I am a sucker for a sad beautiful tune. I love the ballads from musicals and standards. I’ve always wanted to put together a cabaret show, but, because the songs I love are all sad, I’m not sure anyone would want to sit through them! 

What are the last 3 recordings you’ve listened to?
In trying to help one of my students find repertoire for a grade 9 Royal Conservatory examination: Bach’s “Ich nehme mein Leiden mit Freuden auf mich,” Fauré’s Au bord de l’eau, and Jean Coulthard’s Quiet.

What is your favourite thing to do in Toronto during your free time?
During my daily 45-minute drive to Trinity-St. Paul’s, I like to listen to audio books, with a decaf latte in the cup holder.

What’s your favourite restaurant in Toronto?

I like to try a new restaurant every time I go out downtown, but a trusty standby in the east end is The Real Jerk on Kingston Road.

Where is your own, personal, oasis in Toronto?
I’m fortunate enough to have a lovely, leafy back garden with lots of shady space. Last summer, my husband built a swanky new deck, so I’m looking forward to getting out there again in the spring. Otherwise, my daughter and I like to have a spa day every now and then at the Elmwood.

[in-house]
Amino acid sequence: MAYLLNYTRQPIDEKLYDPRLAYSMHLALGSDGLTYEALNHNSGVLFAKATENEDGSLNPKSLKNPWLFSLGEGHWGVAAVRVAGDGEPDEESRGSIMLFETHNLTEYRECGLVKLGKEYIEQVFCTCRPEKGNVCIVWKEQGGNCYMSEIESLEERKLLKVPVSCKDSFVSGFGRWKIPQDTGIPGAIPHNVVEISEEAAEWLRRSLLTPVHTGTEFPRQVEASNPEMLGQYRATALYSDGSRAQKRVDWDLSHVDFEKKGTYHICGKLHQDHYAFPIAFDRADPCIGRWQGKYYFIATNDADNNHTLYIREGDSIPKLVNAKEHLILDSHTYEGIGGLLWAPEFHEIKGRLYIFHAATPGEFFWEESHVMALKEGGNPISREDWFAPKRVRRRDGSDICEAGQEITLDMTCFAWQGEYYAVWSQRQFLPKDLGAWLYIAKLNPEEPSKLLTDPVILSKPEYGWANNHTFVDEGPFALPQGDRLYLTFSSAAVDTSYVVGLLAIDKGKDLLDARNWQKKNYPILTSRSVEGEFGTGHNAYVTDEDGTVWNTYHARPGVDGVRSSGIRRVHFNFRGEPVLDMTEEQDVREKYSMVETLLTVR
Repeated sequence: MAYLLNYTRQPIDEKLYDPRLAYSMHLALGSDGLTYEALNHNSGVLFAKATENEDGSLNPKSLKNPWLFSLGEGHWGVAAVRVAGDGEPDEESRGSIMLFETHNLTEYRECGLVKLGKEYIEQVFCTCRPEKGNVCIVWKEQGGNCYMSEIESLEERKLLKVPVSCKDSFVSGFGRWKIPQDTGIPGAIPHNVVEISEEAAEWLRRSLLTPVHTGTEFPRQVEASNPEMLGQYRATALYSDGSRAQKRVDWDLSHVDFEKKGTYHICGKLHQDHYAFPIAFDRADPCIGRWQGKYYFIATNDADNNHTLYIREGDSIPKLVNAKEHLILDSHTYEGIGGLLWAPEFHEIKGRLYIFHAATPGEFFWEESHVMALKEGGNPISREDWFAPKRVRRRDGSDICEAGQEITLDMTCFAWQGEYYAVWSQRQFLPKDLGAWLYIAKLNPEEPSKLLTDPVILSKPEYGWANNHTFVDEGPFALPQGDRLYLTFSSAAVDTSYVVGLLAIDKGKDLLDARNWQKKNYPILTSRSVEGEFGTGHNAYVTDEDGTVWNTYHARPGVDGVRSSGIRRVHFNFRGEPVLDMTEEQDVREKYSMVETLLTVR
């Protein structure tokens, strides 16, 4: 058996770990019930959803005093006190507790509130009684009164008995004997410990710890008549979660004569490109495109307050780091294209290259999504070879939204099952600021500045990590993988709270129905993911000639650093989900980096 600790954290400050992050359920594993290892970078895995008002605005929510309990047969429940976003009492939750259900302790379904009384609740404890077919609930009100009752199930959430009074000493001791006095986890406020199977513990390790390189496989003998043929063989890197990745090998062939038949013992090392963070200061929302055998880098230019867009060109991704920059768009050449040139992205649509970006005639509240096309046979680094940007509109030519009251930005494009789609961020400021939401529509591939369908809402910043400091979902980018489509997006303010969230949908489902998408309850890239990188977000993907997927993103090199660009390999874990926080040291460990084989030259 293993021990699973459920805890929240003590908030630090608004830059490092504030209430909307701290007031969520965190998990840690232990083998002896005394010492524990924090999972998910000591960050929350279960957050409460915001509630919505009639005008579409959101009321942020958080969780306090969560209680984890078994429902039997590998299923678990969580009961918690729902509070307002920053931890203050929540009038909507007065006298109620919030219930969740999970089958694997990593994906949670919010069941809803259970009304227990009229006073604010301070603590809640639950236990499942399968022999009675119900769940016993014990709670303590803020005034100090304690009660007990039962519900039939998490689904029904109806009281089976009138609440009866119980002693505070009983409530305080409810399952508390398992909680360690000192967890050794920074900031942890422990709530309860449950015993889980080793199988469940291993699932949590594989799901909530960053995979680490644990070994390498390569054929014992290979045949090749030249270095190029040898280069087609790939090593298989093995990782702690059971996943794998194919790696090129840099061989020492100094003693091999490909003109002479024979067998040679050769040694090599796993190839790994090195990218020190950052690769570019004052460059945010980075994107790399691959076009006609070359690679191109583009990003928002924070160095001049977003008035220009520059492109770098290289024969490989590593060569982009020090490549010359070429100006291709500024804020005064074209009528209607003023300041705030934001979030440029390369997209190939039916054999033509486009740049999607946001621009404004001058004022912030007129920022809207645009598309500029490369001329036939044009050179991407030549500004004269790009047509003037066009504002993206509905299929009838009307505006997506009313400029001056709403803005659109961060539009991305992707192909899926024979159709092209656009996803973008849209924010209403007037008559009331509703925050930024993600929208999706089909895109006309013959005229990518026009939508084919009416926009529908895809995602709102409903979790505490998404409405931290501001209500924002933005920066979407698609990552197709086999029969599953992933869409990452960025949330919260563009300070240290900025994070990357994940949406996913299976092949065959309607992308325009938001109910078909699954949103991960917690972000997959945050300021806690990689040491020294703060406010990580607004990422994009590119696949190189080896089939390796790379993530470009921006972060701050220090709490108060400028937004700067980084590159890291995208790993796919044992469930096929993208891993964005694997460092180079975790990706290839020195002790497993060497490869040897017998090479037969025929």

Are you involved with any other organizations?
When I’m not singing or teaching in my studio at Trinity-St. Paul’s, you’ll find me in the basement, also at Trinity-St. Paul’s, in the office of the VIVA! Youth Singers of Toronto with my general manager’s hat on.

Where do you see yourself ten years in the future?
I’m itching to be in front of an adult choir as a conductor. I enjoy working with children’s choirs, and have done all my life, but I am really feeling the urge to work with an SATB or SSA group. I have a church soloist job and, when the organist is away, I step in as conductor. Each time I do it, I realize how much I enjoy the experience.


Hear Susan sing with Tafelmusik Chamber Choir and Baroque Orchestra in BACH B-MINOR MASS, from April 5–8, at Jeanne Lamon Hall, Trinity-St. Paul’s Centre, and on April 10 at George Weston Recital Hall, Toronto Centre for the Arts. Tickets are available here.

What goes into a concert poster? Four Weddings, a Funeral, and a Coronation

You might have noticed a new crop of imagery for this season’s concerts, designed by our friends at Sovereign State.